F: In the press release for your performance you ask: "Do you need a review to get a show?"  Do you think this is the case?  It's a strange relationship, because it seems like without any sort of base level for consideration--like having a review under an artist's belt--the art world might be somewhat anarchic.  A review still seems like it can be a somewhat arbitrary way for an artist to develop their sense of worth.  How do you think the relationship between the artist, the review, and the career functions?  How do you think it should function?

LW: Ideally an artist makes work of merit and someone offers to show it. This does happen, but it takes an immense about of connections, strength, charm, timing, dumb luck and not so dumb luck. We all know plenty of artists whose unexhibited work is better than what’s in the galleries. (And yes, plenty whose work should stay in the studio.) “Do you need a review to get a show?” is meant as a rhetorical question, but it does point to the importance of critical reception to the making of a career, especially in the beginnings of a career. The Catch-22 that I imply between getting reviewed and being shown is facetious but also not: written records hold a lot of weight. Anyone who has ever done art historical research knows this all too well. And while I don’t believe reviews should determine an artist’s self worth, clearly they affect it. More important, however, is how reviews provide a kind of reception, and reception is crucial to the life of a work. Most artists I know feel they don’t get enough feedback. This is one way of getting it. Finally, though, I hope the performance raises more questions than it answers about the worth of reviews.

F: What is your ultimate goal in doing 60 wrd/min art critic?  Is the performance more about you or about the artists you review?

LW: The performance isn’t about me, per se, though I learn much about the practice of criticism in acting it out in this way; in dealing with the challenge of uninteresting or just plain poor work; in the awkwardness of being present when the artist reads my words; and from myriad other angles. Nor is the performance about the artists I review, or even about their work. What the project is about is the contemporary practice of criticism and how it intersects with people and art.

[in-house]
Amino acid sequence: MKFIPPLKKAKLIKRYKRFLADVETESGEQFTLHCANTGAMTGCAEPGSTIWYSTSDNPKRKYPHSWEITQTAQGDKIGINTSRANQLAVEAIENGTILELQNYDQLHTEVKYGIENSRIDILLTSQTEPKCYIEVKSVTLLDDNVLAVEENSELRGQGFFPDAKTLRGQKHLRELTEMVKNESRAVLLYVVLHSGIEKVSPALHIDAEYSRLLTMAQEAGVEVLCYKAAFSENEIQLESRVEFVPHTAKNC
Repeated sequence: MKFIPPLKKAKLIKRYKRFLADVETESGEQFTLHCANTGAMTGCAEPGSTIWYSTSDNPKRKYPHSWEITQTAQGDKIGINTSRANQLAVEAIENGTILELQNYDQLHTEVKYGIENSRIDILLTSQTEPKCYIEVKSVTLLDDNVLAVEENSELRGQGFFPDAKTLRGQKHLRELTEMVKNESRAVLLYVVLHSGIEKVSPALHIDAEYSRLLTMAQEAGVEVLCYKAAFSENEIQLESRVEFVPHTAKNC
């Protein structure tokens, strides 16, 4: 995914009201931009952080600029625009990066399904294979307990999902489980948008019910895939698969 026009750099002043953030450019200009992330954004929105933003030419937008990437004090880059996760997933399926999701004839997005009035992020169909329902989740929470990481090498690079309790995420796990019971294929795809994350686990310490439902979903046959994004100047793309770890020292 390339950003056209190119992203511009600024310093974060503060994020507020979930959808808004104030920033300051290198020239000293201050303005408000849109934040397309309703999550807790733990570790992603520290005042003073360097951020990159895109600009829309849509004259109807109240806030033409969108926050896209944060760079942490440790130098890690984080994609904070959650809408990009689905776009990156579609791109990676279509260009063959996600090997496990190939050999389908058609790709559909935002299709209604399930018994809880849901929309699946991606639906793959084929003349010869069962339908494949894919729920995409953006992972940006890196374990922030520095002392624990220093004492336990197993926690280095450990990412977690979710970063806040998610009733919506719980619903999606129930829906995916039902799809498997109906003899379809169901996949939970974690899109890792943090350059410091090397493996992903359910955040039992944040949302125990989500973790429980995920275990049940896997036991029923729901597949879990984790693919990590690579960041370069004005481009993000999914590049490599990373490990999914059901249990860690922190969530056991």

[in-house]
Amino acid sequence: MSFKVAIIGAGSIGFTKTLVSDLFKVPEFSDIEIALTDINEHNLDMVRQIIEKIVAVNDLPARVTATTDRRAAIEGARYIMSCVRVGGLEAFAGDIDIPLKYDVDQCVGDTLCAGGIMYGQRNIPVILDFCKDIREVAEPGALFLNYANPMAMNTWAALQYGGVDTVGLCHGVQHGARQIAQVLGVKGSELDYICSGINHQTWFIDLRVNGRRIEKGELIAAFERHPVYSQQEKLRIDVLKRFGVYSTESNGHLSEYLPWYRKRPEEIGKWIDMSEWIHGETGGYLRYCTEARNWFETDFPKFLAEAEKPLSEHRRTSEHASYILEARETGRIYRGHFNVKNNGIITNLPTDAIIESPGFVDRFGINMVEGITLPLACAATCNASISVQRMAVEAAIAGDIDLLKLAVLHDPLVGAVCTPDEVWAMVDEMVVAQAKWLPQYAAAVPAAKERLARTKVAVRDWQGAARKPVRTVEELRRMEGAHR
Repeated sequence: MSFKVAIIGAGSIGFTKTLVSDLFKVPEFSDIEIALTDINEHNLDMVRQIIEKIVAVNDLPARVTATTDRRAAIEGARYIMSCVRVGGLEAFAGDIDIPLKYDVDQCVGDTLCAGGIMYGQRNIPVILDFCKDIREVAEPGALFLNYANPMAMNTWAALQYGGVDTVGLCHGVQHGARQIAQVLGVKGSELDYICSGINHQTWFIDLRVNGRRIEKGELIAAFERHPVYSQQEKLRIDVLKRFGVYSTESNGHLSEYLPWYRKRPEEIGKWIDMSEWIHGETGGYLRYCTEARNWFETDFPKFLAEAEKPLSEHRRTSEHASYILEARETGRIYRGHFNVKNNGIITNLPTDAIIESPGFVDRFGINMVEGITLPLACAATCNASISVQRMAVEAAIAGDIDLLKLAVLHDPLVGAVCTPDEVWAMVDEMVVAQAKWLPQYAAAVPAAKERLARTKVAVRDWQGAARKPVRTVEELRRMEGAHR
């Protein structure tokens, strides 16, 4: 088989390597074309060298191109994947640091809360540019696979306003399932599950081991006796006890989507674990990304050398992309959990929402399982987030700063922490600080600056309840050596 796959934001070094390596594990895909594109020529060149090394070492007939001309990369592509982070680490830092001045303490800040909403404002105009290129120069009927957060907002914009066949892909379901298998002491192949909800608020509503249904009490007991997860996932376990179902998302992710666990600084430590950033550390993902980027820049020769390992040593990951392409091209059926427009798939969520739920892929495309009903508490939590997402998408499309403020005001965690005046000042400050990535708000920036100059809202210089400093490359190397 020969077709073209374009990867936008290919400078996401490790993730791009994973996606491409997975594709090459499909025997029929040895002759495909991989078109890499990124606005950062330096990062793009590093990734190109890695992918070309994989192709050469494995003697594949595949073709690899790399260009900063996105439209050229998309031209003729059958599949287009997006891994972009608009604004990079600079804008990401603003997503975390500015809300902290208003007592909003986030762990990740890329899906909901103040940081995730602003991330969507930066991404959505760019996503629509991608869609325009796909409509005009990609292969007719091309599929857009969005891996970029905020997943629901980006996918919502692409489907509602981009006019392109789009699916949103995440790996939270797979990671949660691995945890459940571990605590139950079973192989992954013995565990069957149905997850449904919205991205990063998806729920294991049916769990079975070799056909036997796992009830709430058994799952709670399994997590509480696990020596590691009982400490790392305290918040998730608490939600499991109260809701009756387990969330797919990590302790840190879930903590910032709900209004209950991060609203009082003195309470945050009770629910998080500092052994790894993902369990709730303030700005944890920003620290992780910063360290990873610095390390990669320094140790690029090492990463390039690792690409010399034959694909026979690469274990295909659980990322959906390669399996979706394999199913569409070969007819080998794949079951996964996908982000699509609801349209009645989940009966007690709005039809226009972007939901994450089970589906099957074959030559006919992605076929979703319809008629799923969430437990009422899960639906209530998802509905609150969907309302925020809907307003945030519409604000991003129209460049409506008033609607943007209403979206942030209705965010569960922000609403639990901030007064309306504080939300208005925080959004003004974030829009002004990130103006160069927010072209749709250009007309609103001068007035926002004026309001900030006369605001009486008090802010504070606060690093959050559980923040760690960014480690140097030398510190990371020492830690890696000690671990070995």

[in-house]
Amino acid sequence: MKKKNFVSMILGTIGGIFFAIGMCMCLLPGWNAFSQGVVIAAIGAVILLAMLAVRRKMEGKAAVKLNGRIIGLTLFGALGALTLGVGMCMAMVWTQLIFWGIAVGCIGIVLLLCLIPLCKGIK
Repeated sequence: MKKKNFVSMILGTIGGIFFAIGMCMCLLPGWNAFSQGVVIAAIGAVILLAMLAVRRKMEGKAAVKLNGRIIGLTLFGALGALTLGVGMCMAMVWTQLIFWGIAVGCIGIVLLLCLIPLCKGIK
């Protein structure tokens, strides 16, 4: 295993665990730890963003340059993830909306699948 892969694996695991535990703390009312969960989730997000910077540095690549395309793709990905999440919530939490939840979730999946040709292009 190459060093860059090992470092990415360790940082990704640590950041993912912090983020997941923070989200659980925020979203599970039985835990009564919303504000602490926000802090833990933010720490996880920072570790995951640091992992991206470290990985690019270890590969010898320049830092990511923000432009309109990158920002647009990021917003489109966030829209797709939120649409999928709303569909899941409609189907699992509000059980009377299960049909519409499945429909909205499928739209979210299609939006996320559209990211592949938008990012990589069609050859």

F: Have you heard what the artists you've reviewed have done with the reviews you've given?  Do you have any idea if they've been helpful or useful?

LW: Unfortunately I have no idea. But this is perhaps the aspect of the project that is most typical of how professional criticism normally works. Critics almost never, ever hear anything from the artist after the fact. In seven years of publishing reviews, I’ve received one thank you note and perhaps two or three emails. That’s it. But don’t get me wrong—I’m not complaining, much less suggesting that artists should be contacting critics. My point is rather that critics work in a kind of vacuum. As I mentioned above, that’s part of the purpose of this project. To get me out of the closet.

Lori Waxman will perform 60 wrd/min art critic at Mess Hall (6932 North Glenwood Avenue, Chicago), along with receptionist Ron Song on May 19 and 20.  Artists are welcome to bring work for consideration between noon and six p.m. on a first-come, first-served basis.  For more information, contact [email protected].